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Sunday, March 25, 2012

All Will Know Me

The desire of God is that all people would know God and live in God’s ways of love; but today God also owns a desire to forgive us all we have done wrong.  It is Jesus in whom we find the fulfillment of this covenant, and from whom we are given the ability to live in it ourselves.

Pr. Joseph G. Crippen, Fifth Sunday in Lent, year B; texts: Jeremiah 31:31-34; John 12:20-33; Psalm 119:9-16

Sisters and brothers, grace to you, and peace in the name of the Father, and of the + Son, and of the Holy Spirit.  Amen

Jeremiah delivers two statements from the LORD God today which beautifully summarize what I would argue the Bible claims is God’s saving plan for humanity and the whole world.  “ ‘No longer shall they teach one another, or say to each other, “Know the LORD,” for they shall all know me, from the least of them to the greatest,’ says the LORD.”  That’s the first one.  The second is this: “I will forgive their iniquity, and remember their sin no more.”

All will know me, says the LORD God.  And I will forgive them and forget all they’ve done.  These two themes flow through the entirety of the Scriptures, even the Old Testament, where we too often assume God’s goals and intent for us to be different.  Our Lenten Sunday journey through some of God’s covenant promises this year has been guided and shaped by these two desires of God, that all the people of the world know and love God, and therefore know and live by God’s laws of life; and that our failure so to live will not be held against us.

It is this “new” covenant Jeremiah declares which is the one God believes will finally accomplish these goals.  It should come as no surprise to us that the Church from the beginning has read the life and work of our Lord Jesus Christ as the fulfillment and completion of God’s part of this new covenant, that these goals are accomplished in Jesus’ life, death, and resurrection.  But perhaps it would be worth our while to seek that understanding ourselves, to explore this ultimate answer God imagines to address the broken relationship between the people of this earth and the Triune God who made all things.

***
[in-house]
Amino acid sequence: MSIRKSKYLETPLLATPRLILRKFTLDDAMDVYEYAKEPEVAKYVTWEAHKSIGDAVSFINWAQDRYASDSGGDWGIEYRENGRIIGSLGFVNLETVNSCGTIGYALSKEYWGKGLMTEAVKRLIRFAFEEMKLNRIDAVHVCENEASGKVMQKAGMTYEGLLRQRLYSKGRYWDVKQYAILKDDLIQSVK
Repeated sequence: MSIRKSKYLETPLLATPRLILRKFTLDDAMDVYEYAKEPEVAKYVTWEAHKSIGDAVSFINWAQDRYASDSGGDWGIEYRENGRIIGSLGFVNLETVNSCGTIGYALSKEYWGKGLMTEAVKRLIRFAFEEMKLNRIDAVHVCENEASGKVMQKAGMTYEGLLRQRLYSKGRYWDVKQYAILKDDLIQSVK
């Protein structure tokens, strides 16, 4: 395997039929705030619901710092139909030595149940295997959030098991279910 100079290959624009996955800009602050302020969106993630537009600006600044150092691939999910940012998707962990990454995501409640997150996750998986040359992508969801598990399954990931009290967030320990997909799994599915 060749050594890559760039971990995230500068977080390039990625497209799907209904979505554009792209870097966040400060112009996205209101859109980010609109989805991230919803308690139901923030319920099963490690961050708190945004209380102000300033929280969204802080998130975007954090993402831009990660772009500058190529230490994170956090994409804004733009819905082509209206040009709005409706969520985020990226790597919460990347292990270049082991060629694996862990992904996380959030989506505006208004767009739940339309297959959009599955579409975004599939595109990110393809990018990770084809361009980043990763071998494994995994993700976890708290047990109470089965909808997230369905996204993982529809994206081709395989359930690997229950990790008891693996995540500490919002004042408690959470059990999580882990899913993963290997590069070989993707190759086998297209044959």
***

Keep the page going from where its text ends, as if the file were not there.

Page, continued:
A remarkable thing about God in the Scriptures is this relentless desire for covenant relationship with us, in spite of our repeated breaking of these covenants.

Each and every covenant we’ve seen this Lent, and every other one God makes with humanity, has been broken consistently.  In these words from Jeremiah, the LORD God even comments on that, that this new covenant is not like the one at Sinai, “the covenant that they broke, though I was their husband, says the LORD.”  Abraham, Isaac, and Jacob struggled to keep their part of God’s covenant relationship.  David struggled to be faithful, in spite of God’s promised everlasting covenant and great blessing.  The people of Israel broke the Sinai covenant, as we heard a couple weeks ago, in a little over a month, and that was just the start of their unfaithfulness.